From The Arizona State University (US): “New astrobiology research predicts life ‘as we don’t know it'”

From The Arizona State University (US)

February 28, 2022

Karin Valentine
Media Relations & Marketing manager,
School of Earth and Space Exploration
480-965-9345
Karin.Valentine@asu.edu

In new research published in the PNAS, a team of scientists has tackled this restriction by identifying universal patterns in the chemistry of life that do not appear to depend on specific molecules. These findings provide a new opportunity for predicting features of alien life with different biochemistry to Earth life.

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Artist’s conception of a planetary lineup showing habitable-zone exoplanets [unidentified] with similarities to Earth, featured on the far right. Credit: The NASA Ames Research Center/JPL-Caltech.

“We want to have new tools for identifying and even predicting features of life as we don’t know it,” says co-author Sara Imari Walker of Arizona State University. “To do so, we are aiming to identify the universal laws that should apply to any biochemical system. This includes developing quantitative theory for the origins of life, and using theory and statistics to guide our search for life on other planets.”

On Earth, life emerges from the interplay of hundreds of chemical compounds and reactions. Some of these compounds and reactions are found across all organisms, creating a universally shared biochemistry for all life on Earth. This notion of universality, though, is specific to known biochemistry and does not allow for predictions about examples not yet observed.

“We are not just the molecules that are part of our bodies; we, as living things, are an emergent property of the interactions of the many molecules we are made of,” says Walker, who is an associate professor at ASU’s School of Earth and Space Exploration and School of Complex Adaptive Systems and the deputy director of ASU’s Beyond Center. “What our work is doing is aiming to develop ways of turning that philosophical insight into testable scientific hypotheses.”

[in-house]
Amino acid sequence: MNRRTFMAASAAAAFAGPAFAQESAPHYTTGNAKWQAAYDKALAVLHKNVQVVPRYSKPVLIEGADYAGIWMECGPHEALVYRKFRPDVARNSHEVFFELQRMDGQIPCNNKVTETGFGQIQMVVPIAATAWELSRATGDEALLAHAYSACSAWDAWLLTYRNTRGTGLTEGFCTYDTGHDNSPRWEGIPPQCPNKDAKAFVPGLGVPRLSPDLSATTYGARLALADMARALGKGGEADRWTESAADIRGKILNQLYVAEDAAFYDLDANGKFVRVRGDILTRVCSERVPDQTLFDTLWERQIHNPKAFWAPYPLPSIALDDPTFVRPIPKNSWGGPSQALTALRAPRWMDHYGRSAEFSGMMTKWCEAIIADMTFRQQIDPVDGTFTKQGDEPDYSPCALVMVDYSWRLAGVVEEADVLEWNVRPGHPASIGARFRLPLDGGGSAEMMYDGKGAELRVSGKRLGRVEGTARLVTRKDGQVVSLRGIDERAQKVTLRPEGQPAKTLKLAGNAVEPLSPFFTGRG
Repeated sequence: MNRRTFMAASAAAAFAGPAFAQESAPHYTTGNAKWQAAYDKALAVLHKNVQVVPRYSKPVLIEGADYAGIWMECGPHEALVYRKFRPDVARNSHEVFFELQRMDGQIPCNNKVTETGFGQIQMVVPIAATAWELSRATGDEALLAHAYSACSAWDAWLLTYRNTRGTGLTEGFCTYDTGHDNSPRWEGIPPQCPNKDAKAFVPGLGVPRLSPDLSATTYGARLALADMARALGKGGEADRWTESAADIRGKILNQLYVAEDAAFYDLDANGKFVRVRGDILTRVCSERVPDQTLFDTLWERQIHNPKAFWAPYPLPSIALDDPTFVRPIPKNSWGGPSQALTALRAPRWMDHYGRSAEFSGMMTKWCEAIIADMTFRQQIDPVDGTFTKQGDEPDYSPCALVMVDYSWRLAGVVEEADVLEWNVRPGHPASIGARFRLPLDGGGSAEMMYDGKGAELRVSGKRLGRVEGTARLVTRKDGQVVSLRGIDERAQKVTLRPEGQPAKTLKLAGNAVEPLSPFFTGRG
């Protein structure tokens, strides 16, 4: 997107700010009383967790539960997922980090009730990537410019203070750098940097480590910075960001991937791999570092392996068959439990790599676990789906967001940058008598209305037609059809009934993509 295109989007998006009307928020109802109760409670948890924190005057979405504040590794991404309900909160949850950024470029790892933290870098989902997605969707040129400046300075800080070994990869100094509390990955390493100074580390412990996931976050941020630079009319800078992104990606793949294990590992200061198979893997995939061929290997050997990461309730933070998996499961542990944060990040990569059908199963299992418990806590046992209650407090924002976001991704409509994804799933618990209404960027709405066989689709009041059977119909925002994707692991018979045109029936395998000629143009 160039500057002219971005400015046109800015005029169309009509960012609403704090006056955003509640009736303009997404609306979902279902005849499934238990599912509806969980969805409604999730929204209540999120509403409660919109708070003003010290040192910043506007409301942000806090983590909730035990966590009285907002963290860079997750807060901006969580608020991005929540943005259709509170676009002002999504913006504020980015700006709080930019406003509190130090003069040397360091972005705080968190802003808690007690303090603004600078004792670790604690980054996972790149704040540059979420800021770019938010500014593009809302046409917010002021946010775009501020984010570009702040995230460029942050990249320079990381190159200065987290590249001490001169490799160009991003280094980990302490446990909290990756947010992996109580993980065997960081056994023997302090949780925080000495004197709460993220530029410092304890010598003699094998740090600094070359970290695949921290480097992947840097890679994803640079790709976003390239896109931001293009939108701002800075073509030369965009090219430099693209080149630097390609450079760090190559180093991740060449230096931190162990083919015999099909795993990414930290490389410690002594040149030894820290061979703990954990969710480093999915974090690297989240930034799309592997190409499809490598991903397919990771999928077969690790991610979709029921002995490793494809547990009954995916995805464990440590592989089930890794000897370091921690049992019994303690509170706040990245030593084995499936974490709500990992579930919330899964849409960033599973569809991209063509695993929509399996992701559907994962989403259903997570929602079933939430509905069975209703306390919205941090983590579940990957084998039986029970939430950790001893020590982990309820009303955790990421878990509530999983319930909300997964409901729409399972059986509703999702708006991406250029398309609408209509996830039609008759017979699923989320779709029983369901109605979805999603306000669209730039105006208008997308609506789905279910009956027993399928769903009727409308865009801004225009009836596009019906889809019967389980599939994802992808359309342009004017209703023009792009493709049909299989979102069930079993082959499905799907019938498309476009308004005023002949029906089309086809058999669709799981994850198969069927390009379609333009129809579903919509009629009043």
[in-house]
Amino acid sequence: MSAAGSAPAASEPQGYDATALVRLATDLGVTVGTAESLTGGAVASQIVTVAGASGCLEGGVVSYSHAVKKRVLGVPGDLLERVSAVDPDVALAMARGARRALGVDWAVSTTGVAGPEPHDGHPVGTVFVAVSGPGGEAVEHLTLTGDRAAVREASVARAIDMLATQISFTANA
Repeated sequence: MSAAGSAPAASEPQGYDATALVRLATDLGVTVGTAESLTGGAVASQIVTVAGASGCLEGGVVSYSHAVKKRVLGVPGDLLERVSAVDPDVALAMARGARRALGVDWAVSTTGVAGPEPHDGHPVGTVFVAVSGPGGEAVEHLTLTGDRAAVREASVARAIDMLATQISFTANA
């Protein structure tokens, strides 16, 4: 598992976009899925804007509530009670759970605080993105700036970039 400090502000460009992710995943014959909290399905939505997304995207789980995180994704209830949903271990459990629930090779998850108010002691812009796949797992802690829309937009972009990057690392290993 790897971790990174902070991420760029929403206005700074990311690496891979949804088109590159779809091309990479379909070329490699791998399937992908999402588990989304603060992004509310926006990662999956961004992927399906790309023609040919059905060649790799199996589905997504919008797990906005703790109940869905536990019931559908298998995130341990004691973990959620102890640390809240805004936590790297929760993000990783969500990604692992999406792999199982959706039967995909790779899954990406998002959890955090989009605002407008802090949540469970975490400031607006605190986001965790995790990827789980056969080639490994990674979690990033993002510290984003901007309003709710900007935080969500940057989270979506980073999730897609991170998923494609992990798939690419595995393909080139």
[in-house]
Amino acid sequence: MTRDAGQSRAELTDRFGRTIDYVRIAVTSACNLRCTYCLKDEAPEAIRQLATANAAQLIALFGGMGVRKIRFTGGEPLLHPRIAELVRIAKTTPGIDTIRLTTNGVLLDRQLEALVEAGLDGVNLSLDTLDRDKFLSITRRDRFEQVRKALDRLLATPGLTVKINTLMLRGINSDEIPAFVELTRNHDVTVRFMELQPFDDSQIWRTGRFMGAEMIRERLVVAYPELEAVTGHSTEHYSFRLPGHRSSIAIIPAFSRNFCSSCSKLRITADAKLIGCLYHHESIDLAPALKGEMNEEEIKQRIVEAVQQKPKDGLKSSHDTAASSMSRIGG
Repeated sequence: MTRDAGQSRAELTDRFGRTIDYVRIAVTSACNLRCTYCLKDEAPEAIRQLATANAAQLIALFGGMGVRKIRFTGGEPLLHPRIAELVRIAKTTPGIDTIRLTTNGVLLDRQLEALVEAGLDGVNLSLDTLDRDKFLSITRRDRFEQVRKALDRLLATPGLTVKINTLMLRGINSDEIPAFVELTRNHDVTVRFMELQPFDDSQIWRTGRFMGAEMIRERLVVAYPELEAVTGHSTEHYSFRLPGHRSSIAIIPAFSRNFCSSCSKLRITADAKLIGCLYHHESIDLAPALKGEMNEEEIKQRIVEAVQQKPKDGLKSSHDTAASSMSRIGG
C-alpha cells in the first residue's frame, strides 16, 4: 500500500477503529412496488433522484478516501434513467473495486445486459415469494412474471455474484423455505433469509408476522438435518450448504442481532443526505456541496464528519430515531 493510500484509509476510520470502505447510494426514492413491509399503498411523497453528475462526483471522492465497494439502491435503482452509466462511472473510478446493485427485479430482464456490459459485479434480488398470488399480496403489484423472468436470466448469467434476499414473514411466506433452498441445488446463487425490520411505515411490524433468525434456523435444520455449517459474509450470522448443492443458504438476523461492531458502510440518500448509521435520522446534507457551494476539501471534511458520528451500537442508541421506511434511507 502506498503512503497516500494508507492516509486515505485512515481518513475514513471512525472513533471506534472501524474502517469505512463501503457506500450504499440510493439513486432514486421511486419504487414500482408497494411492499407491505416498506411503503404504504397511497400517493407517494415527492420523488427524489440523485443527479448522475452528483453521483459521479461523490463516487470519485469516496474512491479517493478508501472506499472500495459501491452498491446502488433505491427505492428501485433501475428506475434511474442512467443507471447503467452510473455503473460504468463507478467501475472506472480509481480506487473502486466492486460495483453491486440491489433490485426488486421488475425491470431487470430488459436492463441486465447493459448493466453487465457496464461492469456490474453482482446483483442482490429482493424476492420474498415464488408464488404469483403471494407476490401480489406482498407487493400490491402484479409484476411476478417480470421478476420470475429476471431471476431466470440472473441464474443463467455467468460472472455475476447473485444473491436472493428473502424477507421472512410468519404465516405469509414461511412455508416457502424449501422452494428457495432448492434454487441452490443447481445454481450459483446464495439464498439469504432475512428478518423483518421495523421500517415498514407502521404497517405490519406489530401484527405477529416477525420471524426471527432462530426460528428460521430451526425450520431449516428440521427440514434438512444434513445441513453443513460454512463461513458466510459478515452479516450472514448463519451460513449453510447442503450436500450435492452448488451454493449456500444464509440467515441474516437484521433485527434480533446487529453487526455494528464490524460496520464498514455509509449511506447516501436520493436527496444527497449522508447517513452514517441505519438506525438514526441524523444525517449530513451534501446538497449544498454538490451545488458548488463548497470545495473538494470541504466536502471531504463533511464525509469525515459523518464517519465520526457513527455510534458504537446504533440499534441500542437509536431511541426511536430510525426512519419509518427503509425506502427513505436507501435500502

Lead author Dylan Gagler, who graduated from ASU in 2020 with his master’s degree and is now a bioinformatics analyst at New York University Langone Medical Center in Manhattan, said he became interested in universal biology out of a desire to better understand the phenomenon of life. “It’s a surprisingly difficult concept to pin down,” he says. “As far as I can tell, life is ultimately a biochemical process, so I wanted to explore what life is doing at that level.”

Gagler and Walker ultimately decided that enzymes, as the functional drivers of biochemistry, were a good way to approach this concept. Using the Integrated Microbial Genomes and Microbiomes database, they, together with their collaborators, were able to investigate the enzymatic makeup of bacteria, archaea and eukarya, and thereby capture the majority of Earth’s biochemistry.

Through this approach, the team was able to discover a new kind of biochemical universality by identifying statistical patterns in the biochemical function of enzymes shared across the tree of life. In so doing, they verified that statistical patterns originated from functional principles that cannot be explained by the common set of enzyme functions used by all known life, and identified scaling relationships associated with general types of functions.

“We identified this new kind of biochemical universality from the large-scale statistical patterns of biochemistry and found they are more generalizable to unknown forms of life compared to the traditional one decribed by the specific molecules and reactions that are common to all life on Earth,” explains co-author Hyunju Kim, an assistant research professor at ASU’s School of Earth and Space Exploration and ASU’s Beyond Center. “This discovery enables us to develop a new theory for the general rules of life, which can guide us in the search for novel examples of life.”

“We might expect these results to hold anywhere in the universe, and that’s an exciting possibility that motivates a lot of interesting work ahead,” says co-author Chris Kempes of the Santa Fe Institute.